The world cannot stand by and watch this slaughter

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By Gideon Levy

Two million helpless people in Gaza have nowhere to run, nowhere to hide and no way to save their children

A Palestinian child receives medical care after being hit by an Israeli air strike in Deir Al Balah, Gaza, on 14 October 2023 (Reuters)

As these lines are being written, Israel has informed the UN that more than one million people in the northern Gaza Strip, including residents of Gaza City, must evacuate their homes. There is nowhere to go in Gaza – not for 10,000 people, not for 100,000 and certainly not for a million.

To evacuate one million human beings within 24 hours is impossible, illegal, inhuman and impractical.

In other words, Israel is threatening to commit a war crime the likes of which we have not seen since the Nakba of 1948. 

Very possibly, this is all talk and threats; Israel may not ultimately invade Gaza, and a million people may not be evicted. In any case, nearly half-a-million are newly homeless following unprecedented bombings of Gaza neighbourhoods by the Israeli Air Force.

These are dark days. Dark days for Israelis, who woke up last Saturday to a reality that turned upside-down their conception of their world that they had embraced for years.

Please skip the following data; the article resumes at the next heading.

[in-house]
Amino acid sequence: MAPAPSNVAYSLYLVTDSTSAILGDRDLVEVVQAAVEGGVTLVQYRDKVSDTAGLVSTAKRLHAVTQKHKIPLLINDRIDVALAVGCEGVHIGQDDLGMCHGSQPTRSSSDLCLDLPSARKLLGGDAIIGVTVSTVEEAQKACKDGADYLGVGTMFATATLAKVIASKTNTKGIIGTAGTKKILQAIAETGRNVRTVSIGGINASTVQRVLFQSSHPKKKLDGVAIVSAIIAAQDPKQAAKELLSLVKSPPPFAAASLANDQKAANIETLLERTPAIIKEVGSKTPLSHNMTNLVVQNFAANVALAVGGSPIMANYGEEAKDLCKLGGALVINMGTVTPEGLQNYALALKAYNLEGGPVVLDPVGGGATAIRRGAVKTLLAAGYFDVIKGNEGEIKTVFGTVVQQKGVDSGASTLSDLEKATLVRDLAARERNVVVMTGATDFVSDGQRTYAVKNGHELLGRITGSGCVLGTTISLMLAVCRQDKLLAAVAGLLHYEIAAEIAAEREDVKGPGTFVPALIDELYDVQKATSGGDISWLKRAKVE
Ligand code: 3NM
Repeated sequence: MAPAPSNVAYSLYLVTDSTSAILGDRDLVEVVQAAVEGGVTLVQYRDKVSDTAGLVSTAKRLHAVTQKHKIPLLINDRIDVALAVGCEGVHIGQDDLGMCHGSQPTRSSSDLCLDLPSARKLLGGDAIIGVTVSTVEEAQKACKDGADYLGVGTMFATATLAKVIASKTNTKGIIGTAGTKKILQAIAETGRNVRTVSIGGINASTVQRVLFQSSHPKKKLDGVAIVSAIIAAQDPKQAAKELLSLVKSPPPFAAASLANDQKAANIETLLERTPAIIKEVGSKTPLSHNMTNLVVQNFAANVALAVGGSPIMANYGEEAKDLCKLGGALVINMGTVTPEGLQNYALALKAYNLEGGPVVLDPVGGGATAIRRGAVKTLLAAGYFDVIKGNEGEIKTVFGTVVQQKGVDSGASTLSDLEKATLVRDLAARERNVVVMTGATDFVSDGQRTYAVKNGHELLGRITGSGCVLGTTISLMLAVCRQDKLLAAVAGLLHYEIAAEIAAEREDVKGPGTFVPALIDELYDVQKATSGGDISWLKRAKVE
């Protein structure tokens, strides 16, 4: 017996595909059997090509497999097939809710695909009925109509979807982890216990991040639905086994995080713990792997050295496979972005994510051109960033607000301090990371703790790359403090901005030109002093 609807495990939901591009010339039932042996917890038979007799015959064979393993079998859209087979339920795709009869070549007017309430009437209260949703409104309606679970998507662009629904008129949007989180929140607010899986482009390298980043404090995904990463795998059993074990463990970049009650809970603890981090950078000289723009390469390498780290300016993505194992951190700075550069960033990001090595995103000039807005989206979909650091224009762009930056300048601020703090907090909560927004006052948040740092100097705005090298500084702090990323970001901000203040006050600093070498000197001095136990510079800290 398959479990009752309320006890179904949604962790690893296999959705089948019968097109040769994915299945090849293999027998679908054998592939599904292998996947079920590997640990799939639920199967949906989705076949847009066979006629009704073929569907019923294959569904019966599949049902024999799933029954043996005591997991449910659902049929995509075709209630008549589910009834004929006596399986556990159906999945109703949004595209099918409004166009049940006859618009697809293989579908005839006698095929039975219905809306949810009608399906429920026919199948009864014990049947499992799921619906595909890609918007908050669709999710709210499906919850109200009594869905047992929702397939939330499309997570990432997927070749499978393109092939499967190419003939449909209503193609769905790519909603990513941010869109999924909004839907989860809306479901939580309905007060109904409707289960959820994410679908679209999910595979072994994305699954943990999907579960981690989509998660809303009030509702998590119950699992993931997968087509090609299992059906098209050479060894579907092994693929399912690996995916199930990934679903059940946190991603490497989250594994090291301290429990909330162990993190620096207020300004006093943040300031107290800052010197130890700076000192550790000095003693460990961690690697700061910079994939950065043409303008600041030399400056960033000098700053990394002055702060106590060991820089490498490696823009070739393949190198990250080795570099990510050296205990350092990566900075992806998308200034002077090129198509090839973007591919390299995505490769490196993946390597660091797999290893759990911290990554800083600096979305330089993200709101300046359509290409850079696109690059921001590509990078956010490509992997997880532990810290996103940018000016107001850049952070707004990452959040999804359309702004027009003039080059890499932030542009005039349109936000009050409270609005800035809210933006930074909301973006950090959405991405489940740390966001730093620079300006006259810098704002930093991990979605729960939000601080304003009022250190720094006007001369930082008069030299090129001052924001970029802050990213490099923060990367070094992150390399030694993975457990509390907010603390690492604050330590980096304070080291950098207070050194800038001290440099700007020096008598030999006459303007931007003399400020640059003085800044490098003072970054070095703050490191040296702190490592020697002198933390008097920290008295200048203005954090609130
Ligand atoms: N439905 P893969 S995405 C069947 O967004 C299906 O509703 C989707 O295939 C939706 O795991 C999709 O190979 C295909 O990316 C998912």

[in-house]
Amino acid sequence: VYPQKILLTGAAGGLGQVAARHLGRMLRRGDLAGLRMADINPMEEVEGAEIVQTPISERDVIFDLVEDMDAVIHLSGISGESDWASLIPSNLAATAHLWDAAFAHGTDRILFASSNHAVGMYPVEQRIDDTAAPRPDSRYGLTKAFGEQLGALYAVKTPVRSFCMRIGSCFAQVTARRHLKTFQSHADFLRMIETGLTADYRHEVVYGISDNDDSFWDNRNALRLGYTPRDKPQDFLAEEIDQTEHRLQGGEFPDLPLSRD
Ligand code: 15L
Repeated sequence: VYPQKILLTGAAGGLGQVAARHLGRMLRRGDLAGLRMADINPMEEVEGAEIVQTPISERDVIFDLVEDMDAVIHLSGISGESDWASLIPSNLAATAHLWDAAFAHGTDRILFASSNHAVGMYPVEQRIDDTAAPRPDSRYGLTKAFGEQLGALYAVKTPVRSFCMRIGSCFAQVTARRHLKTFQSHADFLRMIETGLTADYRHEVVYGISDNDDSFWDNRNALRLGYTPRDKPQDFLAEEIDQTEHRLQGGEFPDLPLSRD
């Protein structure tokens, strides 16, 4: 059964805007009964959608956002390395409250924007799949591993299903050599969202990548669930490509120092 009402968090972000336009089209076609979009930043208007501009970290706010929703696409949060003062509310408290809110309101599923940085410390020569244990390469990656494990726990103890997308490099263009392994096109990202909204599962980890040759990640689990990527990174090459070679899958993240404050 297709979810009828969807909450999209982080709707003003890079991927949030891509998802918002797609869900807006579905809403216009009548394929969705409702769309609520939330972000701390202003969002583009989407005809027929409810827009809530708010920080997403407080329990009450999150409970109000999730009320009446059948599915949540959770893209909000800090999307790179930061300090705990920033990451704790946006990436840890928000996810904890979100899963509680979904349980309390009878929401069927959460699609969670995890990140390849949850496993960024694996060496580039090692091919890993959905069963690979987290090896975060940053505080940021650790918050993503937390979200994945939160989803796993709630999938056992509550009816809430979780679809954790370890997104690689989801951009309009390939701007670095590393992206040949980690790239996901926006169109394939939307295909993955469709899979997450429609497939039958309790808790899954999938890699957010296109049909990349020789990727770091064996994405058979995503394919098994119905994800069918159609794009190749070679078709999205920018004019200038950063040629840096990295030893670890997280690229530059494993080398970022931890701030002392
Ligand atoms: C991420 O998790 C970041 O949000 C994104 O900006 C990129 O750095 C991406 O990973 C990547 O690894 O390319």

Israelis believed that their army was omnipotent, the strongest in the world; that sinking 3.5 billion shekels ($1bn) into the barrier around Gaza would be sufficient to ensure the security of the residents of southern Israel. 

They believed that they had the most sophisticated intelligence system in the world – one that knows, hears and sees everything. Israel is equipped with miraculous technology that it sells to half the world, and boasts elite human resources, such as the army’s celebrated Unit 8200, born geniuses who clearly could not be surprised by anyone. 

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Different reality

Then, the fence around Gaza was breached by an obsolete tractor, and the entire concept collapsed. It turns out, Israeli intelligence knew nothing about a huge operation that had been planned for more than a year; the army showed up very late to the sites of the Hamas incursions.